“A Gentleman’s Guide to Love and Murder” Makes a Fun, Farcical Time of Both at the White Theatre

In a scee from a play, a young man and woman dressed in early 20th Century costumes perform a romantic scene in front of a trellis.

Abbey Downs and Matthew Briggs in A Gentleman’s Guide to Love and Murder (CierreDeniseCreative)

With a few notable exceptions, stories about serial killers don’t often make their way to musical theatre stages. But as the 2013 Tony Award-winning A Gentleman’s Guide to Love and Murder, currently onstage at the White Theatre at the J, proves, even the darkest subject matter has the potential to be the basis for hilarity.

Robert L. Freedman and Steven Lutvak’s musical has its origin in a 1907 novel titled Israel Rank: The Autobiography of a Criminal by Roy Horniman, which was later loosely adapted into the 1949 film Kind Hearts and Coronets. Both are comedies but the musical takes things a step further and goes full farce with the story of Monty Navarro (Matthew Briggs), a young man who learns that his recently deceased mother, whom he knew as an impoverished servant, was actually high-born nobility. She was disowned by her family, the D’Ysquiths, when she eloped with a musician but now a mysterious woman named Miss Shingle (Susan Campen) has arrived to let Monty know the truth of his heritage—and to just happen to mention that there are only eight D’Ysquiths ahead of him in the line of succession.

That knowledge—and the risk of losing his social-climbing girlfriend Sibella (Cara Hampton)—is all it takes to set Monty on a murdering spree. There seemed to be quite a bit of room to dig deeper in conveying how those motivations inspired Monty to start killing, but Briggs proceeds with charm and an enthusiastic, innocent air to his crimes. Starting with the family reverand and working his way up to the Earl, Monty starts on his mission, killing everyone standing between himself and that title, with a jaunty, memorable song for each. Some of the D’Ysquiths (and yes, that is pronounced DIE-squith, if you were wondering) earn themselves little sympathy for their fortune, being unbearably rude, proud colonizers, or, in the case of one cousin who barely gets to live past his introduction, an outspoken proponent of the practice of eugenics. Not all are total monsters, though, but Monty is indiscriminate (and barely the slightest bit remorseful) as he kills them all by increasingly creative means.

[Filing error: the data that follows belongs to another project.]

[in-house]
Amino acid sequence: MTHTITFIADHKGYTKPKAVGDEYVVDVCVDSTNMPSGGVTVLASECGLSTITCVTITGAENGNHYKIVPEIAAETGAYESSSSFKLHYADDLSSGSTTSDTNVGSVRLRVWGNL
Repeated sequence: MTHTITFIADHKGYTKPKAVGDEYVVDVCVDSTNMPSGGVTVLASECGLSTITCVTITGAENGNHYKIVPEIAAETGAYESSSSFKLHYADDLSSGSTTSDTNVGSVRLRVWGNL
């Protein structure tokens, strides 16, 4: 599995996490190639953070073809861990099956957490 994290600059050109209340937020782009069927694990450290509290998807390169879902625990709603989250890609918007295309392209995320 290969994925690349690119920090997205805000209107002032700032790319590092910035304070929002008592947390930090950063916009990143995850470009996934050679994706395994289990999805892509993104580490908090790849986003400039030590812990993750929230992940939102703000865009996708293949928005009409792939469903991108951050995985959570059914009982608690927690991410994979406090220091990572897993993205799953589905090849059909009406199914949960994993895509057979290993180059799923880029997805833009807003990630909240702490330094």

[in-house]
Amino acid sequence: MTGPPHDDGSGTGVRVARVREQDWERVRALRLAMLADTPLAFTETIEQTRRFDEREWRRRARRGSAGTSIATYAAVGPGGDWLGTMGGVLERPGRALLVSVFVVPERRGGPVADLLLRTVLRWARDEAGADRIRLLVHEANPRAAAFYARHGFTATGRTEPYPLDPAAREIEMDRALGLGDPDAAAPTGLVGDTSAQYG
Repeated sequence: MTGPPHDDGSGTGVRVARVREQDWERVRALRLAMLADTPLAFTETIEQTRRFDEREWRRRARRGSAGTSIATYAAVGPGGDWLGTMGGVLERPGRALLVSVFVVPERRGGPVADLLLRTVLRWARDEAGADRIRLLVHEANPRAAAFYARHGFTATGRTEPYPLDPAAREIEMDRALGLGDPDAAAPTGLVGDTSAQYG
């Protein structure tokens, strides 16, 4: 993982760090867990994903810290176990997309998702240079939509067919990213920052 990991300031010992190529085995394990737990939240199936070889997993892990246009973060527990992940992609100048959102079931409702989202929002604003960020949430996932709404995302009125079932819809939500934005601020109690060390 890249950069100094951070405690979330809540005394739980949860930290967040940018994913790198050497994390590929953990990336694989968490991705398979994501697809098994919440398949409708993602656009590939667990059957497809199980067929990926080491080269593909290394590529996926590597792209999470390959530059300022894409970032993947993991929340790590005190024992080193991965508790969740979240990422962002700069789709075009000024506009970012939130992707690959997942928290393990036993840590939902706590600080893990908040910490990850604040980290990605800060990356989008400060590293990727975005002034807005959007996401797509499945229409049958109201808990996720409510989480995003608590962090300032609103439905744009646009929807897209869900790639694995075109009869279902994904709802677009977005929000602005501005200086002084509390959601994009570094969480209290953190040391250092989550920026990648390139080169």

While Monty is ostensibly the show’s protagonist, the real star of the show is Reed Uthe, who plays all eight of the doomed D’Ysquiths. (Although Jeremy Smith’s gorgeous stage-within-a-stage set is a close second.) Uthe rotates through the cast of characters of all genders, ages, and levels of monstrousness with impressive exuberance and hilarious results.

It should be noted that while the musical is about murder, there is no gore or terror here. The show, directed by Ashton Botts with music direction by Cassie Nguyen, is recommended for kids ages 10 and up. Aside from a fairly lengthy runtime, there shouldn’t be anything that children can’t handle, provided they have an appreciation for a bit of the macabre. The play gets off to a bit of a slow start but within just a few scenes the energy picks up and what follows is a whirlwind of farcical absurdity and delightful music.

“A Gentleman’s Guide to Love and Murder” runs at The White Theatre at the Jewish Community Center of Greater Kansas City (5801 W 115 Street, Overland Park, KS) through March 24. For more information, visit thewhitetheatre.org.

Vivian Kane

Vivian Kane is a writer living in Kansas City. She covers pop culture and politics for a national audience at The Mary Sue and theatre and film locally, with bylines in The Pitch. She has an MFA in Theatre from CalArts.

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